"I had just gotten married in 1973 and my wife wasn’t home and I had to leave a message for her that I was running out to a meeting. I took a piece of - we called it memo paper in those days - and I wrote on the memo that I was going to a meeting that I’d be back later. I wanted to post it on the refrigerator. But I looked around the house for Scotch tape and I couldn’t find it. So I saw some gum on the counter. And while my mind was working I was looking at the gum and not being able to find the Scotch tape, I took the gum, put a piece in my mouth and started chewing. While I was chewing I was thinking about the tackiness of the gum. And I took a little piece of the gum out of my mouth and I kneaded it. I mushed it around. I got a little dust off the counter. I put it in the little piece of gum and I mushed it around and squashed it right on the refrigerator. Then I put the note on it and I pulled it a little bit to see if it held and it held and I left. When I got home my wife was very impressed with the fact that I left her a note and the fact that the note was still on the refrigerator and then came right off without it leaving a residue mess when she took the note off."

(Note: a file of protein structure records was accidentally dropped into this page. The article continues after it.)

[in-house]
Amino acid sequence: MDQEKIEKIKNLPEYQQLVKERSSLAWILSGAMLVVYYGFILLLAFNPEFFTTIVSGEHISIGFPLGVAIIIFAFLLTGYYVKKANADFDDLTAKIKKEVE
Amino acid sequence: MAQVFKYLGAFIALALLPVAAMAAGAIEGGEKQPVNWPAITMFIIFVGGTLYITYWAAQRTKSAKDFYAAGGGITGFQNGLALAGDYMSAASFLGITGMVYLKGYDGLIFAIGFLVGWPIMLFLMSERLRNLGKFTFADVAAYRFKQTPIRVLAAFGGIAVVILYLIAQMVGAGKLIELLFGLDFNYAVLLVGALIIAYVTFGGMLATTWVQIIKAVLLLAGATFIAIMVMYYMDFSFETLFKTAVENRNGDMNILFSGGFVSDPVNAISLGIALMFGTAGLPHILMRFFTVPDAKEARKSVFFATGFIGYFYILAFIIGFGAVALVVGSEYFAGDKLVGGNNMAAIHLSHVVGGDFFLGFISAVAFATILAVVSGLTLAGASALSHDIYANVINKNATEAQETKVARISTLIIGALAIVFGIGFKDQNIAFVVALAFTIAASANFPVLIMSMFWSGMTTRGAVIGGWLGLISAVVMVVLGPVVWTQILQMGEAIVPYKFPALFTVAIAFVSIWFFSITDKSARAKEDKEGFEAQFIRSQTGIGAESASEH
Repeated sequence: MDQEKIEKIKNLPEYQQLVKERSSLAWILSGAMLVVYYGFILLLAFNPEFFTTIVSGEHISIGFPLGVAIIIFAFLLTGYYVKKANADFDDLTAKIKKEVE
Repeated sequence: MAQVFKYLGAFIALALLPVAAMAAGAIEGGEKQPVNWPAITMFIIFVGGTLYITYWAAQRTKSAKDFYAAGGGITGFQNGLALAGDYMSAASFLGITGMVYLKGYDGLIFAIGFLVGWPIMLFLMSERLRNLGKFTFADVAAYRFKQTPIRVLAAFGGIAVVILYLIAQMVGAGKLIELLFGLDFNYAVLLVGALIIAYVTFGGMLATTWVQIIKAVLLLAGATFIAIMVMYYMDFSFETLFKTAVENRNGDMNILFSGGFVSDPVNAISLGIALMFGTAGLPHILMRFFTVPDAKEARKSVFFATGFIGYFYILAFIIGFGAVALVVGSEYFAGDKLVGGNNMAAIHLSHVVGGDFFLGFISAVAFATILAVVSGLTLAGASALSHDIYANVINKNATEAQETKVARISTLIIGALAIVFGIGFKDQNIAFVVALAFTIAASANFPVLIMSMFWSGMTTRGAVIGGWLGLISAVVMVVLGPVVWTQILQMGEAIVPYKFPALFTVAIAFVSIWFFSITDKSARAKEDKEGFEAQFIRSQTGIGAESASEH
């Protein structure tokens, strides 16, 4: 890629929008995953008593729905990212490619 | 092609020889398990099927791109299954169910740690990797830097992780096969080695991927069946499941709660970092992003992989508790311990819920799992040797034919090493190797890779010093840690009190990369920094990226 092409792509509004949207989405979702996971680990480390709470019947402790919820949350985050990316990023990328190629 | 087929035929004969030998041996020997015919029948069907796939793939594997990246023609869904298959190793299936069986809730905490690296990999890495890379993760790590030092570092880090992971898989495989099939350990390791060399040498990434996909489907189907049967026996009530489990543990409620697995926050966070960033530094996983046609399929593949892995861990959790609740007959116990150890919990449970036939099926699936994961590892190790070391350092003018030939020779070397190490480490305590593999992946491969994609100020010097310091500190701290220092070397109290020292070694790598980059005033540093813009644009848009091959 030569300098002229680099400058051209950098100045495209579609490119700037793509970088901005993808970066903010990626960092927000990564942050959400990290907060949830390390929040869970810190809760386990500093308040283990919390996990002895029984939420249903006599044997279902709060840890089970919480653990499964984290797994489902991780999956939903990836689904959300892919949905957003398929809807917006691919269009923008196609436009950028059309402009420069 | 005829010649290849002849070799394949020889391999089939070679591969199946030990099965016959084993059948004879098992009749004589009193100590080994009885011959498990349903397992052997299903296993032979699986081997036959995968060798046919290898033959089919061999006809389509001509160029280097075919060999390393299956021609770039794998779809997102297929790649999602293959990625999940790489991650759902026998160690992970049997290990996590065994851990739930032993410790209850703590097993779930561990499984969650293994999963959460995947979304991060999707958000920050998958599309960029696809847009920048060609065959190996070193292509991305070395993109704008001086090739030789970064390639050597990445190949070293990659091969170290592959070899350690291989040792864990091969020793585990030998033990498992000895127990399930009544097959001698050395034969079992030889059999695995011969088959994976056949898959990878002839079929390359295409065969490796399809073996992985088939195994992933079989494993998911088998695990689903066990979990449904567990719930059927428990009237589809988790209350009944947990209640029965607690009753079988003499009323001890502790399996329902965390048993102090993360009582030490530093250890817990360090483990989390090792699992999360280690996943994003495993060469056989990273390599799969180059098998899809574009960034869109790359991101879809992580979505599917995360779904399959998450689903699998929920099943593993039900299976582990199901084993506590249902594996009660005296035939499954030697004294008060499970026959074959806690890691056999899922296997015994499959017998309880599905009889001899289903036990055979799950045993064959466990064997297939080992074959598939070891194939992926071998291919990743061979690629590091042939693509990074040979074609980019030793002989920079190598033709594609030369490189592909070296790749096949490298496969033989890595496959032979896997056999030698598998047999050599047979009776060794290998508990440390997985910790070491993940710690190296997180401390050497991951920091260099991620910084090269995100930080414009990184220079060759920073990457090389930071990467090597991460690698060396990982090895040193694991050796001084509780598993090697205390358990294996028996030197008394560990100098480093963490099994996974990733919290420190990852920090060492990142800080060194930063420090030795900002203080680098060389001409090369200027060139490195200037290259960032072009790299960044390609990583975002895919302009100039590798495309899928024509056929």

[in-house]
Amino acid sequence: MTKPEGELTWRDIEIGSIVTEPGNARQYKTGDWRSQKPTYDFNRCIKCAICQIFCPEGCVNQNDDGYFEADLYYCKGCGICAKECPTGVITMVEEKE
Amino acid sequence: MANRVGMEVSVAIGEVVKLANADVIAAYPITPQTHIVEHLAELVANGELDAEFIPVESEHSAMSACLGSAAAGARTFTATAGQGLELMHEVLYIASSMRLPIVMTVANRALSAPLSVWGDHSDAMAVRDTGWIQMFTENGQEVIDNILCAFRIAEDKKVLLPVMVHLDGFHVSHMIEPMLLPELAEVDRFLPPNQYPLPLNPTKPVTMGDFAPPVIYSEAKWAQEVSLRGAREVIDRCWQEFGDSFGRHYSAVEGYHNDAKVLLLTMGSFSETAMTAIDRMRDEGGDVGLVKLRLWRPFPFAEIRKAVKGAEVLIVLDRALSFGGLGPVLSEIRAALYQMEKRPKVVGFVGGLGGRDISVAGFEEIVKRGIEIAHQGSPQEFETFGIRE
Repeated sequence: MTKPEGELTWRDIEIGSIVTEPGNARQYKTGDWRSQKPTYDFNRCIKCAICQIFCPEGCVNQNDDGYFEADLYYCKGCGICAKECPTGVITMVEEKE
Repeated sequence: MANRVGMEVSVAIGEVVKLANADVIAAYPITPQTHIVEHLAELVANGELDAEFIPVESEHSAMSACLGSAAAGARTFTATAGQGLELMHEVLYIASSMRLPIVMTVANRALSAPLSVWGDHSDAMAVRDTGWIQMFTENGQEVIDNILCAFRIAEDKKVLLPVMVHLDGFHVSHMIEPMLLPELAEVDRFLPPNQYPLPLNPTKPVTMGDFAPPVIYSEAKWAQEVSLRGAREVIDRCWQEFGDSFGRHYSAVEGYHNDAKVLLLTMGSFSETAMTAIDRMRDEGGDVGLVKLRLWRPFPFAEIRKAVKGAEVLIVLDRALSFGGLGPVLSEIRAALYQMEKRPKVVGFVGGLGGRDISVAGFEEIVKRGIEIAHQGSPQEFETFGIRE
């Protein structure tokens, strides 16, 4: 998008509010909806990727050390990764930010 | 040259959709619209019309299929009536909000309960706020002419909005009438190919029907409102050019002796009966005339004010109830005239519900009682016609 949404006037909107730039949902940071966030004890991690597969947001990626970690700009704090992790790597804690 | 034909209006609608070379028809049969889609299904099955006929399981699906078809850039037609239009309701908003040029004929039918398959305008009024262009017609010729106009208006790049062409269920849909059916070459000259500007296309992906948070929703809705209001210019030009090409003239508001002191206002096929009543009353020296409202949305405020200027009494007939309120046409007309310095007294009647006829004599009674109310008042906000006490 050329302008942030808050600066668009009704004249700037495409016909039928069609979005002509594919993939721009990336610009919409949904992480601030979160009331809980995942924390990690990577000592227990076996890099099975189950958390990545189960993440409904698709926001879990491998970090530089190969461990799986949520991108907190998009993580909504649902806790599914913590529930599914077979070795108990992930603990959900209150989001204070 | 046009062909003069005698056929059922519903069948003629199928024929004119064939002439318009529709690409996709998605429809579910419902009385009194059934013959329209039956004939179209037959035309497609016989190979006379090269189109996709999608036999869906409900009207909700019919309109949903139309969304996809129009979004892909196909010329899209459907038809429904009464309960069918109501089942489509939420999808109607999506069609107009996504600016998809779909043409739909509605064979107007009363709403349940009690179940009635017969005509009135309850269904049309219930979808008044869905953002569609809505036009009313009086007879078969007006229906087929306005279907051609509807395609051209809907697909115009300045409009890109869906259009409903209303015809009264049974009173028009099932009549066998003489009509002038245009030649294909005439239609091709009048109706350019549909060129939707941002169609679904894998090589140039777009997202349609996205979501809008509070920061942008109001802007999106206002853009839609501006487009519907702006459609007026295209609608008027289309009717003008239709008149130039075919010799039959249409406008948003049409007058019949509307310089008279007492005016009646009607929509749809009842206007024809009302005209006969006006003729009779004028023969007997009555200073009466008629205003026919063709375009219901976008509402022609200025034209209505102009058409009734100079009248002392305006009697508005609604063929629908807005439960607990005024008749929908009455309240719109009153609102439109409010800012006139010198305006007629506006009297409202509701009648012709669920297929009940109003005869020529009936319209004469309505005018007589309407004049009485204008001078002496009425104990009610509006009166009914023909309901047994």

"She suggested and I agreed that it was a great product and I started to develop the adhesive for it. The adhesive had to be tacky enough to stick, repositionable enough to position it on a surface or a paper or a refrigerator. We didn’t have magnets in those days and I couldn’t use duct tape because it would have left a residue on the refrigerator. So I was working on an adhesive that would be tacky enough to be put on the back of a memo pad or piece of paper, that you could put it onto another piece of paper or to a refrigerator or a window or a door or something like that and reposition it."

Whereas, 3M claims that two of their representatives, Arthur Fry and Spencer Silver invented the bookmark in 1974, originally called the Press 'n' Peel bookmark.[23][25][26]